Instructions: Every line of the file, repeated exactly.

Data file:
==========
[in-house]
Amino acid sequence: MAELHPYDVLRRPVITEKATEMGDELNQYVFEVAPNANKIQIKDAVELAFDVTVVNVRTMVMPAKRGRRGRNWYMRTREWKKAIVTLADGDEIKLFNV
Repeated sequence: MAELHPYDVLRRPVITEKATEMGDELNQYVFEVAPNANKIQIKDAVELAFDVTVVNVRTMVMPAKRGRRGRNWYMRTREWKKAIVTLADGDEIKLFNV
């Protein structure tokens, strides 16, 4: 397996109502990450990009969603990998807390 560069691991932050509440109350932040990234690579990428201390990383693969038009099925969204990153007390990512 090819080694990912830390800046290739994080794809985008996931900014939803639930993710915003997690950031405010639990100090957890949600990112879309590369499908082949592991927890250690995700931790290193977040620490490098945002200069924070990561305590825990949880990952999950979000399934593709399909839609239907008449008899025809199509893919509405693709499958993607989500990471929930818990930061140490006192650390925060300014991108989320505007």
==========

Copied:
[in-house]
Amino acid sequence: MAELHPYDVLRRPVITEKATEMGDELNQYVFEVAPNANKIQIKDAVELAFDVTVVNVRTMVMPAKRGRRGRNWYMRTREWKKAIVTLADGDEIKLFNV
Repeated sequence: MAELHPYDVLRRPVITEKATEMGDELNQYVFEVAPNANKIQIKDAVELAFDVTVVNVRTMVMPAKRGRRGRNWYMRTREWKKAIVTLADGDEIKLFNV
């Protein structure tokens, strides 16, 4: 397996109502990450990009969603990998807390 560069691991932050509440109350932040990234690579990428201390990383693969038009099925969204990153007390990512 090819080694990912830390800046290739994080794809985008996931900014939803639930993710915003997690950031405010639990100090957890949600990112879309590369499908082949592991927890250690995700931790290193977040620490490098945002200069924070990561305590825990949880990952999950979000399934593709399909839609239907008449008899025809199509893919509405693709499958993607989500990471929930818990930061140490006192650390925060300014991108989320505007």